Saturday, August 31, 2013

More knit top necklines

I sewed for many, many years, making anything and everything from coats for myself to a sports jacket for Mr. C. But always I made what was on the pattern envelope.  Exactly.  After all, there are so many enticing patterns, and pairing a wonderful fabric to the right one seemed like choice enough.  I still can't keep myself from buying more patterns that I can ever hope to sew, but at the same time I've learned to take liberties with the designs, most especially where knit tops are concerned. 

Simplicity 4076
Once you have a knit top body that fits you, one that you find comfortable and flattering, it's easy to create different looks just by changing the neckline.  My TNT (tried-and-true) knit top body began as Simplicity  4076 which I refined with my usual alternations: narrower in the shoulders and back, wider in the hips.  I've made the surplice version, changed it to an above-the-bust surplice style; made the view with the gathers in the front, then raised the neckline slightly on subsequent versions.  And then I started looking around for other interesting neckline detailing to put more variation into my wardrobe of knit tops.

Last year I did a short post on knit top necklines, but here I'd like to show you in more detail exactly how I graft other necklines onto an existing pattern.  Keep in mind that I've taken no pattern drafting classes or the like, so this is a somewhat trial-and-error method.  But, with a little (or to be honest, a lot) of patience and some experimentation, you should be able to achieve satisfactory results.

To begin, as I said in my earlier post, I always use full pattern pieces: bodice front and back plus a left and a right sleeve, because it's so much easier to align your pattern correctly on a single layer of knit.  With that single layer you can usually visually align your pieces with  crosswise rows as well as with the selvedge, and the more accurately you have it aligned, the better it will fit.  Then, simply place the bodice front with the neckline you want on top of your TNT knit bodice, aligning the center fronts.

In the case of this black top, the shoulder of the old pattern piece met the shoulder of of my TNT bodice, but if you wanted the neckline higher or lower, you would, of course, not alter the shoulder height of your TNT bodice, only the neckline. This was a relatively simple neckline to adapt; it was, however necessary to make a slight adjustment to the back neckline, so that it would meet the front neckline correctly.  Always overlap your front and back bodice pieces at the shoulder seams to make sure they will sew together correctly.  And because of the way this neckline was shaped, I made a mini-facing about 1" wide, rather than use a continuous binding piece as I would on a round or surplice neckline.  This was topstitched down with a double needle exactly as I would do with a binding.

Vogue 7147

The aqua top has a much more complicated neckline, and what was confusing to me as I was adapting it was what happens to the armholes, because, as you can see, they are a different shape from the standard armhole as a result of extra fabric that is necessary to make the neckline pleats which pushes the shoulders of the pattern piece way out to the sides and thus gives an extreme curve to the armholes. I had a hard time visualizing/believing that, once the pleats were sewn, the armholes would magically be right. Well, yes they were, and so I learned that, at least with knits, it's the total length of the armhole that's essential.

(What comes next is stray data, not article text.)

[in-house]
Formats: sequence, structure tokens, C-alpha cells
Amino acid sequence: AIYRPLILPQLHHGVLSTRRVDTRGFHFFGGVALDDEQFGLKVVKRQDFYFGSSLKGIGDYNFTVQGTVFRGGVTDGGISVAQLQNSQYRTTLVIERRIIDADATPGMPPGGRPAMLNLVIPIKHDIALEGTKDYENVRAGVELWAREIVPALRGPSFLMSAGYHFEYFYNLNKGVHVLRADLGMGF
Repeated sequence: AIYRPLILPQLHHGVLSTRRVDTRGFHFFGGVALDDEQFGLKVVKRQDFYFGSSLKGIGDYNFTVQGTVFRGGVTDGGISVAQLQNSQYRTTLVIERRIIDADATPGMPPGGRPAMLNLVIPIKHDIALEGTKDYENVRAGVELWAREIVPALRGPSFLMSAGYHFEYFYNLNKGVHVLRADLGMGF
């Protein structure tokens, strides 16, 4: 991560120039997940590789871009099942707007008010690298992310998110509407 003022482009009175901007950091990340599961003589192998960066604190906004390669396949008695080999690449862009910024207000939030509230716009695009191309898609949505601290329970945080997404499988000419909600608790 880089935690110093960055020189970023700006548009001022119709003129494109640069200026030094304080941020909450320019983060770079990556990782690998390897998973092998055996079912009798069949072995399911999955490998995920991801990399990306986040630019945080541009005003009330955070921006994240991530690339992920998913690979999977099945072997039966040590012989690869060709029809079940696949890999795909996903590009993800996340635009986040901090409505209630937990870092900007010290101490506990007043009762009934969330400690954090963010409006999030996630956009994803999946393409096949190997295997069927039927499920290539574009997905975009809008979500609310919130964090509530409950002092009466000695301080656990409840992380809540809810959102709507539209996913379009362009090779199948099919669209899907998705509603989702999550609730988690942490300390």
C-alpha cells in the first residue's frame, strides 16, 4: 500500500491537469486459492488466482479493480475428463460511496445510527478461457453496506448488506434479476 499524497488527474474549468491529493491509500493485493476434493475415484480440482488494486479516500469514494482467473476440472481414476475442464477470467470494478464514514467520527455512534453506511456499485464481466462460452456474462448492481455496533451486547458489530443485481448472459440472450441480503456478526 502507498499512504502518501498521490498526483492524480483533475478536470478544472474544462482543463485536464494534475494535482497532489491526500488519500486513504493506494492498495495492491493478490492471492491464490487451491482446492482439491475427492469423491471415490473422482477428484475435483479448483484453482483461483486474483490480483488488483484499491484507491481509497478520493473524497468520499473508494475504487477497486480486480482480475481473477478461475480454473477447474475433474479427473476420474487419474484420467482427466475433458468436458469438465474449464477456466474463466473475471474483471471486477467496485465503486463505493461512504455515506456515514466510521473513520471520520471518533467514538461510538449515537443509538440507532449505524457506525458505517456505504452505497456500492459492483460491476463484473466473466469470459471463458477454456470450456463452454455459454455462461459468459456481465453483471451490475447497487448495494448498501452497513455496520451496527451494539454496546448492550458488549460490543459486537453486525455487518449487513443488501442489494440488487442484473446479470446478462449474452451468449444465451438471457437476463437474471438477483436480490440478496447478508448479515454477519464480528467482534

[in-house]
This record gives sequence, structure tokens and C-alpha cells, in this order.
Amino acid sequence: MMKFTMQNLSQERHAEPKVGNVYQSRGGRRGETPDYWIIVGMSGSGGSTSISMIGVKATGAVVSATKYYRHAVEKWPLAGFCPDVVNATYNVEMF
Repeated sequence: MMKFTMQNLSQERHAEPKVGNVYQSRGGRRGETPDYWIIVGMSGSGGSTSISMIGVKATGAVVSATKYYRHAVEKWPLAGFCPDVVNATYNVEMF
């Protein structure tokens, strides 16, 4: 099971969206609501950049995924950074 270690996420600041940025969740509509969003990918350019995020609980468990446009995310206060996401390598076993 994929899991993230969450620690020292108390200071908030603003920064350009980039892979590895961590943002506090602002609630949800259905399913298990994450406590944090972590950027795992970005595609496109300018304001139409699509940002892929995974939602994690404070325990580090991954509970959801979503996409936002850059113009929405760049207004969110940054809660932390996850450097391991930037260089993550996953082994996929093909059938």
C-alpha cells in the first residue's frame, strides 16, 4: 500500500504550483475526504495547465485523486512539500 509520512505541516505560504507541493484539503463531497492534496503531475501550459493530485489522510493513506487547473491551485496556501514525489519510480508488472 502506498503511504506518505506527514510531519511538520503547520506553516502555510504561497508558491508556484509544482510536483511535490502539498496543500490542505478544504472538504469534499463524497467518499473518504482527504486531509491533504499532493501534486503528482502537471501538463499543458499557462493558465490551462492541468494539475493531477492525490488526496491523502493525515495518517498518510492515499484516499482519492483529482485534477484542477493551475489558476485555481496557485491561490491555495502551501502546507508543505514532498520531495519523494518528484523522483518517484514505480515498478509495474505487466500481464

Vogue 8663

And it was thanks to making that top that I was able to more easily understand what needed to be done to create the pattern for the square neck top where the front armholes are also curved out in a similar manner.  I began by overlaying a very old pattern from my collection, Butterick 4774, on my TNT bodice front and traced a new pattern, using only the neckline from the Butterick, lengthning from the bottom of the neckline up to the shoulder to match the length of my TNT bodice.  Because I wanted smaller tucks, I then overlaid an old Vogue pattern 8297, which, luckily, matched up nicely.  I suppose I could have simply figured out how to divide the tucks on the Butterick pattern to make smaller ones, but as math is not my specialty, this was simpler for me. I also made my bodice front slightly fuller through the waist and hips because I thought it would look better with the fullness from the tucks at the neckline.  Then, of, course, I made the square neck back, using the my TNT bodice back and the back neckline from Butterick 4774.  Backs are fairly trivial compared to fronts, but you must make sure both shoulder and side seams match up.  If your top also has a separate band, as this one does, remember to include it when you are determining how high or low to make your neckline.

Butterick 4774

Vogue 8297

To read my pattern review on making this top, click here.

So start searching in your stash of old patterns for necklines that you might like on a knit top.  I also keep pages from catalogs that have knit tops with necklines of interest.  Or you could make a Pinterest board. And then try out some pattern "hacking" (new term recently encountered on Pattern Review) of your own.  


  1. Thank you so much!! Very clear and very helpful tutorial on changing necklines.

  2. I do envy you Julia, your ability to make lovely clothes and to be so versatile as to adapt them too.